Sea Turtle Release Saturday at Noon is Great Free Activity for Spring Breakers

Sub-adult loggerhead sea turtle “Melba” has been cleared for release following 170 days of rehabilitation at Loggerhead Marinelife Center in Juno Beach. The 86.13 pound sea turtle’s release is scheduled for Saturday, March 24, at 12:00 p.m. Pre-release procedures will begin at 11:30 a.m. at Loggerhead Marinelife Center’s campus, located at 14200 US Highway One in Juno Beach.

This updated photo of a rehabilitated Melba was taken on March 22, 2012.

Melba was discovered by a team of biologists working at the FPL St. Lucie Power Plant. At the time of admittance, blood work revealed the turtle was anemic, dehydrated, and hypoglycemic. Melba’s treatment plan included antibiotics, fluids with dextrose, iron injections, vitamins and nutritional therapy. Since October 5th, Melba’s weight has increased 13% and the turtle’s appetite, activity level, and blood work have improved.

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Melba upon arrival to the Gordon and Patricia Gray Veterinary Hospital at Loggerhead Marinelife Center.

“Tomorrow’s sea turtle release is a special opportunity for spring breakers to learn first-hand the richness of Florida’s east coast and the importance of conserving it,” said David McClymont, Loggerhead Marinelife Center President and Chief Operating Officer. “Biologists documented 9,856 nests and 23,349 crawls on 9.8 miles of shore in Jupiter, Juno Beach, and Tequesta in 2011. That’s a nest every five feet,” exclaimed McClymont. “Sea turtle nesting season began March 1st and it remains critically important for locals and visitors to remember to keep their Lights Out when visiting the beach at night.” Last year, Loggerhead Marinelife Center biologists recorded 241 sea turtle disorientations, 55 of which were by adult turtles. Both hatchling and adult sea turtles can disorient due to any artificial lighting.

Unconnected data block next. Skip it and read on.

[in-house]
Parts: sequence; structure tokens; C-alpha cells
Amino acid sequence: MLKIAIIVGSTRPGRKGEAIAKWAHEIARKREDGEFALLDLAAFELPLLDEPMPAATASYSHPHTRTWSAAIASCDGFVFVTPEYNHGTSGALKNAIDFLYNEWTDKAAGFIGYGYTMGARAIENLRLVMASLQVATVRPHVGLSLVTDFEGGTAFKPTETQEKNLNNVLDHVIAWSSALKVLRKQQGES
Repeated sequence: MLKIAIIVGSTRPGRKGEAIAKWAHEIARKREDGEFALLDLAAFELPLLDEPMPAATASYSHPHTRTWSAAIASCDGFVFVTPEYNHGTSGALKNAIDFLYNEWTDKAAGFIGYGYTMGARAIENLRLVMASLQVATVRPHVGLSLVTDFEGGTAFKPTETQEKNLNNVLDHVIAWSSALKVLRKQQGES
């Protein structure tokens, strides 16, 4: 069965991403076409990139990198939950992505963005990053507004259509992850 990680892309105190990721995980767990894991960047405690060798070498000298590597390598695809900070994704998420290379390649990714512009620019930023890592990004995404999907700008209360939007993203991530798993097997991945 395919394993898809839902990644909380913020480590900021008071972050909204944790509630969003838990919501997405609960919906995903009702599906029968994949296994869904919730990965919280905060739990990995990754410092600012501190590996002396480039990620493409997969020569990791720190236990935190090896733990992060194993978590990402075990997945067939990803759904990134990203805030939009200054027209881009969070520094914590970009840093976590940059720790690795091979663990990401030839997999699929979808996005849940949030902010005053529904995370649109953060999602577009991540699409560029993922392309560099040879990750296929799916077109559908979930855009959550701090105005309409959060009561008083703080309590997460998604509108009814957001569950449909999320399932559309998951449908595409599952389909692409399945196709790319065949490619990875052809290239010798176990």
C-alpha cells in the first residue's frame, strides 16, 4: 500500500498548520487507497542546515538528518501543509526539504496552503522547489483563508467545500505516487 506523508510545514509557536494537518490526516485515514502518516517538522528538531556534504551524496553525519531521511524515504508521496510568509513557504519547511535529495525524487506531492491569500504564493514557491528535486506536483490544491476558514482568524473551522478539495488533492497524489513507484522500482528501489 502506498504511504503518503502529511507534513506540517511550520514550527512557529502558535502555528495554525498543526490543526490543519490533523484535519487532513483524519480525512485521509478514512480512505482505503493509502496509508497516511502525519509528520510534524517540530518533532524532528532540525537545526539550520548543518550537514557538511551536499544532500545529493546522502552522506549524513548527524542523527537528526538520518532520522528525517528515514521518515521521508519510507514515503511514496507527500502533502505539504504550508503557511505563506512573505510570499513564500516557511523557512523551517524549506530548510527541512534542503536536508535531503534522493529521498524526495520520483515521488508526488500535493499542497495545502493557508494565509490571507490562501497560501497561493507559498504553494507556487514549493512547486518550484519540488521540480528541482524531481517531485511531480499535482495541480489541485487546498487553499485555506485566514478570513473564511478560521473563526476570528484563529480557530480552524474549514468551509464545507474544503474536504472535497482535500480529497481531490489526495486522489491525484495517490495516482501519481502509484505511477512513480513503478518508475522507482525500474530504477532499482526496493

Countless supporters have clicked to watch Melba recover from all over the world via the FPL Turtle Cam which has been stationed above the turtle’s tank. More than 130 donors have “adopted” the turtle. If you are interested in further supporting Loggerhead Marinelife Center’s mission to promote conservation of Florida’s coastal ecosystems with a special focus on threatened and endangered sea turtles, please visit marinelife.org/donate or consider adopting a sea turtle patient at marinelife.org/adopt. There are many sea turtles that need your help.

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